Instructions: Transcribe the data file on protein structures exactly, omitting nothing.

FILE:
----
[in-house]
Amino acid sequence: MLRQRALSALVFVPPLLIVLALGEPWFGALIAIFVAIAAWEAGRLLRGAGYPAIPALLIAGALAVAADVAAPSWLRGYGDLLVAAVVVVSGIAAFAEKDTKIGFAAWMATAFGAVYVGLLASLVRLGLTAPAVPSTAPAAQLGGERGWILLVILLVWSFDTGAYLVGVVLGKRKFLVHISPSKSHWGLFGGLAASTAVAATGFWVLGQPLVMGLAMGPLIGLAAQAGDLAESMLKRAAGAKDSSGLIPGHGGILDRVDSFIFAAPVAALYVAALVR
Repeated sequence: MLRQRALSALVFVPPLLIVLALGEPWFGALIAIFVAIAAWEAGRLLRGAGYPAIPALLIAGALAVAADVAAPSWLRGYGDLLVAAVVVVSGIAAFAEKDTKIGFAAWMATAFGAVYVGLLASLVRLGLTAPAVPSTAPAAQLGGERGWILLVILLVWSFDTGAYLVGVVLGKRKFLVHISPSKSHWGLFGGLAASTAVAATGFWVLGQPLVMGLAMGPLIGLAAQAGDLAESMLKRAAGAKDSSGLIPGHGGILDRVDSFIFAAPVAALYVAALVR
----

[in-house]
Amino acid sequence: MLRQRALSALVFVPPLLIVLALGEPWFGALIAIFVAIAAWEAGRLLRGAGYPAIPALLIAGALAVAADVAAPSWLRGYGDLLVAAVVVVSGIAAFAEKDTKIGFAAWMATAFGAVYVGLLASLVRLGLTAPAVPSTAPAAQLGGERGWILLVILLVWSFDTGAYLVGVVLGKRKFLVHISPSKSHWGLFGGLAASTAVAATGFWVLGQPLVMGLAMGPLIGLAAQAGDLAESMLKRAAGAKDSSGLIPGHGGILDRVDSFIFAAPVAALYVAALVR
Repeated sequence: MLRQRALSALVFVPPLLIVLALGEPWFGALIAIFVAIAAWEAGRLLRGAGYPAIPALLIAGALAVAADVAAPSWLRGYGDLLVAAVVVVSGIAAFAEKDTKIGFAAWMATAFGAVYVGLLASLVRLGLTAPAVPSTAPAAQLGGERGWILLVILLVWSFDTGAYLVGVVLGKRKFLVHISPSKSHWGLFGGLAASTAVAATGFWVLGQPLVMGLAMGPLIGLAAQAGDLAESMLKRAAGAKDSSGLIPGHGGILDRVDSFIFAAPVAALYVAALVR